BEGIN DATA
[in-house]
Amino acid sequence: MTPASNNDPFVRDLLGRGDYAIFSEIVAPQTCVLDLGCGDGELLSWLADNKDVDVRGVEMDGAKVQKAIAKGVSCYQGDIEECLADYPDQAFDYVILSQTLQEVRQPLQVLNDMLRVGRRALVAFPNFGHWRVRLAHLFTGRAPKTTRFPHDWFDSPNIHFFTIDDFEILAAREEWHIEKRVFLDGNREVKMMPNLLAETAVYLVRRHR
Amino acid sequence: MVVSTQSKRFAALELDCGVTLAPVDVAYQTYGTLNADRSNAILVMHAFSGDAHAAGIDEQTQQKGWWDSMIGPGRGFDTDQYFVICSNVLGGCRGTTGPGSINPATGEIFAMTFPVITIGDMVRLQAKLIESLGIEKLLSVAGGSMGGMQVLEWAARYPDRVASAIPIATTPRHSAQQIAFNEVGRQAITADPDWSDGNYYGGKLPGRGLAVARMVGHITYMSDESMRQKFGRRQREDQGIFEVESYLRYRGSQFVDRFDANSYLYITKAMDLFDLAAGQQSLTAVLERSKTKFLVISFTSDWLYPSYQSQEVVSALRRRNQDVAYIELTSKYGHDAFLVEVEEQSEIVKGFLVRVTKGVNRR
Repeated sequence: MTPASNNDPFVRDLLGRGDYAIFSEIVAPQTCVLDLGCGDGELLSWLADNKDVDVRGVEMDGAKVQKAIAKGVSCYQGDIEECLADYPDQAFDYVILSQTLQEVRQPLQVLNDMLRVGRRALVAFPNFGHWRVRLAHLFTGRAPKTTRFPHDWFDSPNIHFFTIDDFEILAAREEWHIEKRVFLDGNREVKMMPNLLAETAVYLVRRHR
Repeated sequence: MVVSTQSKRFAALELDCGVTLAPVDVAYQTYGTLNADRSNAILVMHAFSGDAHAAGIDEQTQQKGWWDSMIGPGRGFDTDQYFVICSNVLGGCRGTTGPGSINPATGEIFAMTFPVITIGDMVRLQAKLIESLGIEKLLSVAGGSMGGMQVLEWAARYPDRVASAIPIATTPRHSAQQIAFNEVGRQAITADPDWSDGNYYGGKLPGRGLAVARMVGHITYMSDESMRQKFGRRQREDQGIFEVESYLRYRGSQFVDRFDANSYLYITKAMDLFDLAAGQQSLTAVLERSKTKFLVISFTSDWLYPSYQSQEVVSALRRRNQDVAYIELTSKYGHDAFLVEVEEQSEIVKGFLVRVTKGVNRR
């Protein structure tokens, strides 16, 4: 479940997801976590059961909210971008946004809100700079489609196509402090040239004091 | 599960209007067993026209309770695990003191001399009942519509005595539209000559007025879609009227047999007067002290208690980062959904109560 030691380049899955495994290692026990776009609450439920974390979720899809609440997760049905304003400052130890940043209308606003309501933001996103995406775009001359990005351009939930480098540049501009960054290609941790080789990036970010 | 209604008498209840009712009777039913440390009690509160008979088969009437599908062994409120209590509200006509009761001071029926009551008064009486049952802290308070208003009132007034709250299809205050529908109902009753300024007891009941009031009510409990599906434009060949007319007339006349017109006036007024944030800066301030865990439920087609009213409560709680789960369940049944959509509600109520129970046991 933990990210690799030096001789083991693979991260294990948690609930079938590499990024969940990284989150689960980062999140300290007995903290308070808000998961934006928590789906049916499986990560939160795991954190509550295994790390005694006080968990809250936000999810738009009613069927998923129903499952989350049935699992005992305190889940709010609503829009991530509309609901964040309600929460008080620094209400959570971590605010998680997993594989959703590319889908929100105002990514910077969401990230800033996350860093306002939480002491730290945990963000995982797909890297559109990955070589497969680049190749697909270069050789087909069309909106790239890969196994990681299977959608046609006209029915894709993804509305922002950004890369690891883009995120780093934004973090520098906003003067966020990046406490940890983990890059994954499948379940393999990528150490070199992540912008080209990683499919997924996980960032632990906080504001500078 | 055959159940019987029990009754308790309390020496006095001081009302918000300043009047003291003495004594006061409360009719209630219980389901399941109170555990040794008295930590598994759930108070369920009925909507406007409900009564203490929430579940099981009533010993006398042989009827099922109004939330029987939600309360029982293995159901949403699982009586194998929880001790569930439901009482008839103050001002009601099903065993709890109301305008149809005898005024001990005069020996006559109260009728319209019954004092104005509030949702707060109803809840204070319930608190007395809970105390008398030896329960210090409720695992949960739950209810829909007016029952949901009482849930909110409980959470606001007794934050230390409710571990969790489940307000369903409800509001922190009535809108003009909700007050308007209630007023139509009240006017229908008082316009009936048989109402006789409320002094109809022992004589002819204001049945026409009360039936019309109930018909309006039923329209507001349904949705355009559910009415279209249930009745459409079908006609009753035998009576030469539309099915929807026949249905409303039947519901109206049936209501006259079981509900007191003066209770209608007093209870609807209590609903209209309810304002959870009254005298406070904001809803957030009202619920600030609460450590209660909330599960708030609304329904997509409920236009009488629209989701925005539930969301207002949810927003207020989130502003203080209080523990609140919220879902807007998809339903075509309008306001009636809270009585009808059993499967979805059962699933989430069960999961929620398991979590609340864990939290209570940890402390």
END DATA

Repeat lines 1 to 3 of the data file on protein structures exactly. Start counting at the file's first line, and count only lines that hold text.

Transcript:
[in-house]
Amino acid sequence: MTPASNNDPFVRDLLGRGDYAIFSEIVAPQTCVLDLGCGDGELLSWLADNKDVDVRGVEMDGAKVQKAIAKGVSCYQGDIEECLADYPDQAFDYVILSQTLQEVRQPLQVLNDMLRVGRRALVAFPNFGHWRVRLAHLFTGRAPKTTRFPHDWFDSPNIHFFTIDDFEILAAREEWHIEKRVFLDGNREVKMMPNLLAETAVYLVRRHR
Amino acid sequence: MVVSTQSKRFAALELDCGVTLAPVDVAYQTYGTLNADRSNAILVMHAFSGDAHAAGIDEQTQQKGWWDSMIGPGRGFDTDQYFVICSNVLGGCRGTTGPGSINPATGEIFAMTFPVITIGDMVRLQAKLIESLGIEKLLSVAGGSMGGMQVLEWAARYPDRVASAIPIATTPRHSAQQIAFNEVGRQAITADPDWSDGNYYGGKLPGRGLAVARMVGHITYMSDESMRQKFGRRQREDQGIFEVESYLRYRGSQFVDRFDANSYLYITKAMDLFDLAAGQQSLTAVLERSKTKFLVISFTSDWLYPSYQSQEVVSALRRRNQDVAYIELTSKYGHDAFLVEVEEQSEIVKGFLVRVTKGVNRR